Now is the time of year we will all start to see diminutive snowdrops peeking through the soil and forming dreamy carpets of white, adding that first show of life to the yard after winter.
They may be small, but that doesn't make them any less romantic. In fact, snowdrop flower heads are amazingly intricate - some come in double varieties - and would look elegant displayed in a collection of clear glass bud vases on a mantel or dining table.
I grow a lot of snowdrops in my backyard, most have naturalized over the years under trees and hedges, and I was astounded to find stem lengths of up to 10 inches last year on some of the flowers.
5. Hoya succulents
Houseplants too, of course, can be impossibly romantic, and none more so than the gorgeous sweetheart succulent.
The leaves often appear quite a lot larger than the pot they are in, but these hoya succulents only have small, shallow roots, so it is important to keep them in a fairly small pot to ensure their roots are supported and well enclosed.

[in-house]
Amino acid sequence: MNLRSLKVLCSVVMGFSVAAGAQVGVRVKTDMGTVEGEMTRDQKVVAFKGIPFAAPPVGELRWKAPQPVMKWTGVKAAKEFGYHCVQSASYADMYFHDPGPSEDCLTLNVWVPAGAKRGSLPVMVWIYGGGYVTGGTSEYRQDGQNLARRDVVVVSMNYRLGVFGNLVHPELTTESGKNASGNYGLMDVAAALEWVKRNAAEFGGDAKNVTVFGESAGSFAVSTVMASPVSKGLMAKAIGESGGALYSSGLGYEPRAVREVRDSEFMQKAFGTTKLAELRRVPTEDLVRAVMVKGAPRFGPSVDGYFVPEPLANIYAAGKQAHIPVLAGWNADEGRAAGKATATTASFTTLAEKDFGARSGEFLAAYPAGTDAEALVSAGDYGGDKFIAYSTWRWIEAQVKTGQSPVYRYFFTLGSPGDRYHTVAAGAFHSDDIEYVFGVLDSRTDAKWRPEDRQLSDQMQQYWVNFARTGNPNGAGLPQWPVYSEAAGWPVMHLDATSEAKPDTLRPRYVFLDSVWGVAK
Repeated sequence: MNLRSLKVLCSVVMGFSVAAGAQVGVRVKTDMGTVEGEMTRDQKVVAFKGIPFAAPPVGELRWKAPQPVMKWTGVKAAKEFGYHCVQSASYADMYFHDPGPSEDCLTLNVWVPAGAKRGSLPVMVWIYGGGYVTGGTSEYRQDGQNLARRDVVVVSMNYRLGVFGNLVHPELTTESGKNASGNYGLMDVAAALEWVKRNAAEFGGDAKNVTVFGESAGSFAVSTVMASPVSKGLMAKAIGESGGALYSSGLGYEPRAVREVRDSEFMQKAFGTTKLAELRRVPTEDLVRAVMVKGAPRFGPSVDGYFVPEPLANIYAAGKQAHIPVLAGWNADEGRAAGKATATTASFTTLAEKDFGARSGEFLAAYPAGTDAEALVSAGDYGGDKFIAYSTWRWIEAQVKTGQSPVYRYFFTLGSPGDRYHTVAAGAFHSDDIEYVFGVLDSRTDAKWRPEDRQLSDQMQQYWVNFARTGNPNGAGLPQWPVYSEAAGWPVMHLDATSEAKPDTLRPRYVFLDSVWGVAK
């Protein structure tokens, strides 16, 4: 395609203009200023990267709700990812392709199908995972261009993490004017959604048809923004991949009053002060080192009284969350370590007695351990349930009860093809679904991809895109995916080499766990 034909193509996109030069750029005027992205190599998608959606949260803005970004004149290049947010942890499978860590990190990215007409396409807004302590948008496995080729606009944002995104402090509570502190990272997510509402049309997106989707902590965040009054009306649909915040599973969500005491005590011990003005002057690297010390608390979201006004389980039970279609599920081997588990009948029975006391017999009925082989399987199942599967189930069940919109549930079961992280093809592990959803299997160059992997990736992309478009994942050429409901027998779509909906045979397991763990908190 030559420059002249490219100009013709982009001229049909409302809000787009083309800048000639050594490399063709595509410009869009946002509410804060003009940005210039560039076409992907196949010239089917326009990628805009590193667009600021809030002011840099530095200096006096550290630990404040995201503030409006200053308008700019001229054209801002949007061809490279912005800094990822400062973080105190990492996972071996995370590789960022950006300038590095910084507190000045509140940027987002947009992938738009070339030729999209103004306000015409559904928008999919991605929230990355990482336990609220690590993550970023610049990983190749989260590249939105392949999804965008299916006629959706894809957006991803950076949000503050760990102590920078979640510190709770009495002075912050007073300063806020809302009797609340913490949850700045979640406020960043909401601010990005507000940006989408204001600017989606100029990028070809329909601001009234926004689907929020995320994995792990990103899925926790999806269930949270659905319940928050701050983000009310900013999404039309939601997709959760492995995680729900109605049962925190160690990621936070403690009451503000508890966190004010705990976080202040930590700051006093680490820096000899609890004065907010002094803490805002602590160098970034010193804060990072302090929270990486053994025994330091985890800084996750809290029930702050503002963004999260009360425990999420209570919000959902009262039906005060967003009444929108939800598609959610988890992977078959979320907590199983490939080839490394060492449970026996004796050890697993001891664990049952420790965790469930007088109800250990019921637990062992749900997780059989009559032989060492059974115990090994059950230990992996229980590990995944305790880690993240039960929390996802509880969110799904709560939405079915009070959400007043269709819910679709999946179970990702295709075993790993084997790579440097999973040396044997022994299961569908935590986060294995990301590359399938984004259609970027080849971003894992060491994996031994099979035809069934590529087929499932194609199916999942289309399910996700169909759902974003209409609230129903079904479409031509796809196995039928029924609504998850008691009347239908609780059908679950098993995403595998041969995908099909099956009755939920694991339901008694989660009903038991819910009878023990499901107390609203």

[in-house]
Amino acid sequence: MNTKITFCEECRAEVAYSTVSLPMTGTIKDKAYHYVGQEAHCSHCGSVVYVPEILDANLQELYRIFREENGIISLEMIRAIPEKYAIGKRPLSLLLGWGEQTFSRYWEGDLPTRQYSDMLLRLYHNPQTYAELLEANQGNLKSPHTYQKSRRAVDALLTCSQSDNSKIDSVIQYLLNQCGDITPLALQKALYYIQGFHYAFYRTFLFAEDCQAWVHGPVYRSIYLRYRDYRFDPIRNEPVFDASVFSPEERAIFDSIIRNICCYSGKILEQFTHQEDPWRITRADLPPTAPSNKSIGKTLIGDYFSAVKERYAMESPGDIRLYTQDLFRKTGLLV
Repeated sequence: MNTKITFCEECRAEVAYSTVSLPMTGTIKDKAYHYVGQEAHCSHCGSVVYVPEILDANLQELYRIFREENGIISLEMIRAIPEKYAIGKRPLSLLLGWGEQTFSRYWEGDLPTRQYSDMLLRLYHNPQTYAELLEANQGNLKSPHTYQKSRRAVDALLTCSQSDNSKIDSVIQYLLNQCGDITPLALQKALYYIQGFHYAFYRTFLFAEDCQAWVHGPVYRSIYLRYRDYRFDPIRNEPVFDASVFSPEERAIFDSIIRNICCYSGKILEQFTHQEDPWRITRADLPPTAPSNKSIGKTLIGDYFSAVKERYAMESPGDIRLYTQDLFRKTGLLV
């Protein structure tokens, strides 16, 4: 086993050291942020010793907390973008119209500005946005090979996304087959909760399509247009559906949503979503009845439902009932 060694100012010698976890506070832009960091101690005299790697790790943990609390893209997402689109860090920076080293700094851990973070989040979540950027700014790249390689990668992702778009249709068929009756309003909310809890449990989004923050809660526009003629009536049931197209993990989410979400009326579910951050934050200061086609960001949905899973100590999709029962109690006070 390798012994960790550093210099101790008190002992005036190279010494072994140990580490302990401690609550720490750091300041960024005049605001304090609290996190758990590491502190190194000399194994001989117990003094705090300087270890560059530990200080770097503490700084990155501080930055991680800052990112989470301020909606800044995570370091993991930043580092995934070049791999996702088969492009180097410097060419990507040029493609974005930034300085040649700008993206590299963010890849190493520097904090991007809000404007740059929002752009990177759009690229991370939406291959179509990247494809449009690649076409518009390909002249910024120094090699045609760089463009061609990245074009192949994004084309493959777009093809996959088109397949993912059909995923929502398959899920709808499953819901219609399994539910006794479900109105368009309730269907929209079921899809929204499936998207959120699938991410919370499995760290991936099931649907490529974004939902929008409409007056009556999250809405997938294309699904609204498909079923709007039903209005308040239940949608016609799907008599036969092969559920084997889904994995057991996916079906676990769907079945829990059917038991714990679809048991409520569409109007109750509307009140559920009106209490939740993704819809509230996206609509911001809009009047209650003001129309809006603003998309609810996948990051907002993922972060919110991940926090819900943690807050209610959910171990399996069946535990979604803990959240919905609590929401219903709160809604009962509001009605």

Another favorite of mine, anemones as cut flowers could not be more stylish. With their jet black centers surrounded by large, overlapping petals, these winter blooms are simply stunning and in season right now.
They come in indigo, blush, cream and vibrant red. They have a soft, hollow stem, so it's useful to re-cut stems in a vase every couple of days to avoid them going soggy and releasing unwanted bacteria into the water.
Anemones close up in the dark and open again when they see the sun, so don't be alarmed if you see your petals curling up as night falls.
7. Mimosa blossom